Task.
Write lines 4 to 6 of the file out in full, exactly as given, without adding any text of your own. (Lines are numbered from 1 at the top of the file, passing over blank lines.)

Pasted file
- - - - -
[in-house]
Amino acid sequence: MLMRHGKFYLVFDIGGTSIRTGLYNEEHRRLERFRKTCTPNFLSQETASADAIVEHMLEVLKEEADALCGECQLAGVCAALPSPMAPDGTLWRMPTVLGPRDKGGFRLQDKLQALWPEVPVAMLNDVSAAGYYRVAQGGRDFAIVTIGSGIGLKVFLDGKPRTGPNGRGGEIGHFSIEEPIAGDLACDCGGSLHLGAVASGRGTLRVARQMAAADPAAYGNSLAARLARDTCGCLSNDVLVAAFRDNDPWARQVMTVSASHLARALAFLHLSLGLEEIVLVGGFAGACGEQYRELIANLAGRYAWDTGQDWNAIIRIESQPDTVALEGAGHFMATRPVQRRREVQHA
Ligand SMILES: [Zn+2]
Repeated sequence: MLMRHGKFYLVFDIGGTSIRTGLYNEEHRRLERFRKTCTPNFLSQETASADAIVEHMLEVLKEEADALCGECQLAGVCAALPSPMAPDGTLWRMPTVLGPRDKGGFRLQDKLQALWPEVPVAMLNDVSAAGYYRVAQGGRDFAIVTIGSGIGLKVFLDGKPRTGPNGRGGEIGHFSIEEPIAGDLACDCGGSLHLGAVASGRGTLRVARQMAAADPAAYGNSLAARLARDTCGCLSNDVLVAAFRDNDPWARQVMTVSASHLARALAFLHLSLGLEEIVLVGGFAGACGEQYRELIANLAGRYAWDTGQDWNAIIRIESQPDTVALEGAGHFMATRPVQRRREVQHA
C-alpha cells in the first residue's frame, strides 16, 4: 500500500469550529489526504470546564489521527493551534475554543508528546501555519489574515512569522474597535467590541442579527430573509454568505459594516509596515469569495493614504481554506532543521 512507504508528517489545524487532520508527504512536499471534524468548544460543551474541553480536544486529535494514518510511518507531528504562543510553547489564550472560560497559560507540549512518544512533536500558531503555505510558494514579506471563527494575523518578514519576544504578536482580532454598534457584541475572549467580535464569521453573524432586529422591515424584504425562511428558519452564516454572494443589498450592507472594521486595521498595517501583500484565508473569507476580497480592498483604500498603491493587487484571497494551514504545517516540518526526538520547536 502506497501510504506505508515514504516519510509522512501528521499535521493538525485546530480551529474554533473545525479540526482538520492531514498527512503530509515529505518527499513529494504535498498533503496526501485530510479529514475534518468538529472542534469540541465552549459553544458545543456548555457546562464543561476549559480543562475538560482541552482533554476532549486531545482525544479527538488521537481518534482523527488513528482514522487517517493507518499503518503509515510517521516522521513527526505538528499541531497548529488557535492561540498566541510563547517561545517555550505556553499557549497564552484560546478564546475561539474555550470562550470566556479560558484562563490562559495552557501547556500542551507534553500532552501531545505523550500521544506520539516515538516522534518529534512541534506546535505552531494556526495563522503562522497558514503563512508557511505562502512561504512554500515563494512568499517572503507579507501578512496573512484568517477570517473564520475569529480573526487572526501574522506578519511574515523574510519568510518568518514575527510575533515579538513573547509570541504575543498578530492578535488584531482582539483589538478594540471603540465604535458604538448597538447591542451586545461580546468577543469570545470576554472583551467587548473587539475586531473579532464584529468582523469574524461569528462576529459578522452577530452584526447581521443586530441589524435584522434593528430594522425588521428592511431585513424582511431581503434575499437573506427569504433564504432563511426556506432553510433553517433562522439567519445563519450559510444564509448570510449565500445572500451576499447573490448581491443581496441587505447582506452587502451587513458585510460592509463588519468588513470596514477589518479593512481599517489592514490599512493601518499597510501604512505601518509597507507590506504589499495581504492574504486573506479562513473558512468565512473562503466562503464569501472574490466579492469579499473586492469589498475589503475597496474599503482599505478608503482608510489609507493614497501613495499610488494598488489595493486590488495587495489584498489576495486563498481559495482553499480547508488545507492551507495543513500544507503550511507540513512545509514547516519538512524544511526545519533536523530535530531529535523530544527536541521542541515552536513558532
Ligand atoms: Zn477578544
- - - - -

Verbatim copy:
Repeated sequence: MLMRHGKFYLVFDIGGTSIRTGLYNEEHRRLERFRKTCTPNFLSQETASADAIVEHMLEVLKEEADALCGECQLAGVCAALPSPMAPDGTLWRMPTVLGPRDKGGFRLQDKLQALWPEVPVAMLNDVSAAGYYRVAQGGRDFAIVTIGSGIGLKVFLDGKPRTGPNGRGGEIGHFSIEEPIAGDLACDCGGSLHLGAVASGRGTLRVARQMAAADPAAYGNSLAARLARDTCGCLSNDVLVAAFRDNDPWARQVMTVSASHLARALAFLHLSLGLEEIVLVGGFAGACGEQYRELIANLAGRYAWDTGQDWNAIIRIESQPDTVALEGAGHFMATRPVQRRREVQHA
C-alpha cells in the first residue's frame, strides 16, 4: 500500500469550529489526504470546564489521527493551534475554543508528546501555519489574515512569522474597535467590541442579527430573509454568505459594516509596515469569495493614504481554506532543521 512507504508528517489545524487532520508527504512536499471534524468548544460543551474541553480536544486529535494514518510511518507531528504562543510553547489564550472560560497559560507540549512518544512533536500558531503555505510558494514579506471563527494575523518578514519576544504578536482580532454598534457584541475572549467580535464569521453573524432586529422591515424584504425562511428558519452564516454572494443589498450592507472594521486595521498595517501583500484565508473569507476580497480592498483604500498603491493587487484571497494551514504545517516540518526526538520547536 502506497501510504506505508515514504516519510509522512501528521499535521493538525485546530480551529474554533473545525479540526482538520492531514498527512503530509515529505518527499513529494504535498498533503496526501485530510479529514475534518468538529472542534469540541465552549459553544458545543456548555457546562464543561476549559480543562475538560482541552482533554476532549486531545482525544479527538488521537481518534482523527488513528482514522487517517493507518499503518503509515510517521516522521513527526505538528499541531497548529488557535492561540498566541510563547517561545517555550505556553499557549497564552484560546478564546475561539474555550470562550470566556479560558484562563490562559495552557501547556500542551507534553500532552501531545505523550500521544506520539516515538516522534518529534512541534506546535505552531494556526495563522503562522497558514503563512508557511505562502512561504512554500515563494512568499517572503507579507501578512496573512484568517477570517473564520475569529480573526487572526501574522506578519511574515523574510519568510518568518514575527510575533515579538513573547509570541504575543498578530492578535488584531482582539483589538478594540471603540465604535458604538448597538447591542451586545461580546468577543469570545470576554472583551467587548473587539475586531473579532464584529468582523469574524461569528462576529459578522452577530452584526447581521443586530441589524435584522434593528430594522425588521428592511431585513424582511431581503434575499437573506427569504433564504432563511426556506432553510433553517433562522439567519445563519450559510444564509448570510449565500445572500451576499447573490448581491443581496441587505447582506452587502451587513458585510460592509463588519468588513470596514477589518479593512481599517489592514490599512493601518499597510501604512505601518509597507507590506504589499495581504492574504486573506479562513473558512468565512473562503466562503464569501472574490466579492469579499473586492469589498475589503475597496474599503482599505478608503482608510489609507493614497501613495499610488494598488489595493486590488495587495489584498489576495486563498481559495482553499480547508488545507492551507495543513500544507503550511507540513512545509514547516519538512524544511526545519533536523530535530531529535523530544527536541521542541515552536513558532
Ligand atoms: Zn477578544